I have also been conked on the head several times by people who lower the bar without thinking about other people. I also wear a helmet so it is a minor annoyance.
post #20 of 25
>...Good thing we wear helmets or I would be extremely pissed...

In addition to protecting your head from safety bar hits, a helmet also makes a surprisingly loud and obvious noise when it is hit. This noise, followed immediately by a "Geeze" muttered just loud enough for the offender to hear it, and combined with a rolling of the eyes in their direction seems to shame most people into being more careful without any discussion whatsoever being necessary.

Tom / PM
post #21 of 25
in 2 child one instructor lessons, if the children are still needing lots of help, I bring a long pole (bamboo) Loading I get one child (lift onto the chair) and ask the lift op to get the second one in to the chair. Then the bamboo makes a seat belt along with the safety bar. Unloading I take each childs inside hand and make them hold the bamboo with both hands while I hold their inside hands and the bamboo. we count to three and all hop off together. You then have some control of how fast they speed down the ramp and where they go as well as a way to help them stay upright. The kids holding the pole also usually gets them leaning forward a little.

Our hill allows us (if the kids are able to load themselves) to put groups of 3 kids on the chair with no instructor. if the lift op is doing their job efficiently they usually put the bar down as the chair is heading off the ramp. The kids need to demonstrate that they are responsible before allowed to ride this way.
post #22 of 25
First of all, I try to do this without poles. If for some reason you have them, ditch them. You'll need both hands free, trust me

Weed out your weakest/smallest and keep them on your left and right. Send the strongest/tallest to the outside of the chair as they will need the least amount of help.

Have the lift op help you out by slowing or even stopping the chair the first time if need be.

Our detachable has numbered lanes so I assign each kid their number and have them repeat it to me so they know which lane they are to be in. Always stress that they should ski straight in...no wandering left/right. I also point out to them if anything goes wrong, the chair WILL stop, so don't panic.

Watch the smallest ones on your left and right as you will likely have to pick them up into the chair before they slide off.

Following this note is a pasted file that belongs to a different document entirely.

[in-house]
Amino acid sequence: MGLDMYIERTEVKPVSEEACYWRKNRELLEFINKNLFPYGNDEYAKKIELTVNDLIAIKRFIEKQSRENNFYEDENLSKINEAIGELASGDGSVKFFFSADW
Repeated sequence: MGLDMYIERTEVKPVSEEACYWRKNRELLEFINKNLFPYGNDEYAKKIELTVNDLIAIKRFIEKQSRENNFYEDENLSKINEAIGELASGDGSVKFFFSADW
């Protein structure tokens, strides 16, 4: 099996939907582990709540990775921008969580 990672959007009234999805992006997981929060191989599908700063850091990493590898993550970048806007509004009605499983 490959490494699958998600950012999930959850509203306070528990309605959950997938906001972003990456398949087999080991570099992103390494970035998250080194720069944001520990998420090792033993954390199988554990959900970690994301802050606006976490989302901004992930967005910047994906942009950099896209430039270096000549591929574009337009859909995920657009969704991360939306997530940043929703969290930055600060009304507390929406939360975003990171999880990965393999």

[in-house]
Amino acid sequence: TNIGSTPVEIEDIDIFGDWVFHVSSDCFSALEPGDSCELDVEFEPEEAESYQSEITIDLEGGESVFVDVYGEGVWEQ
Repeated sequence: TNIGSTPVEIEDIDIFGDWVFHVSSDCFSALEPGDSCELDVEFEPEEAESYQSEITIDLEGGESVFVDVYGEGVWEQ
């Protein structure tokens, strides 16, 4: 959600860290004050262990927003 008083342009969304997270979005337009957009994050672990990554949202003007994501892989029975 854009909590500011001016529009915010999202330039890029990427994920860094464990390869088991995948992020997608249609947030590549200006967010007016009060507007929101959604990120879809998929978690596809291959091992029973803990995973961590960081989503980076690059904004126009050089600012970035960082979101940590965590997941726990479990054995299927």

Lower the bar and tell them to always sit back as far against the seat as they can. Little ones can slide right under the safety bar.

Helmets are a must. I can't even count how many little ones have slid under the chair at loading. The lids have prevented any injuries from the chair hitting the back of their head.
post #23 of 25
Hello Janeb,

Ask the other people in line for volunteers who WANT to ride up with a child. I do ( I have 3 and a 6 year old ) so I know what to expect ( asking the liftie to slow the chair, lifting the child in, being ready to assist the child off the chair, warning them of fallen people in the unloading area etc... ) Johnny JibMonkey could not care less ( cell phone/Mp3 player/looking cool are higher priorty items ).

Warn the children about the other people they might be riding up with ( there was a child killed in France when the other people pulled the bar down and choked him to death ) and have them ask to have the bar put down.

Ask the lifties to do what you want them to do, never assume they will - hey they have to deal with bozos all day, you might have caugth them just after one have rode up...

Explain to the children what to do in the event something goes wrong....lost pole/glove/ski ( get the tower number ), if they fall ( stay down until the lift passes over, then hustle out of the way etc )

Other than that...as a parent I salute you!

post #24 of 25
Most of the classes at Bridger Bowl with younger students ride up the Virginia City chair which is an old Riblet two seater. The policy is to have the smaller kids ride up with an adult. The ticket checkers and lift operators ask every adult boarding the chair to ride with a kid. If there aren't enough adults to ride with all the kids they will use the PA system in the lodge to request adults to go to the Virginia City chair & ride with the kids.
post #25 of 25
Years ago Ski Magazine had a article on first time skiers and kids. one of the things I remember about the article was this.

When loading a chair lift with your child, grab them by the wrist and put your poles across there stomach. Your poles are there to help them get pushed back onto the chair. Your poles act as a safety bar in front of them.

It worked well for us and still does when I take small kids on the lift with me.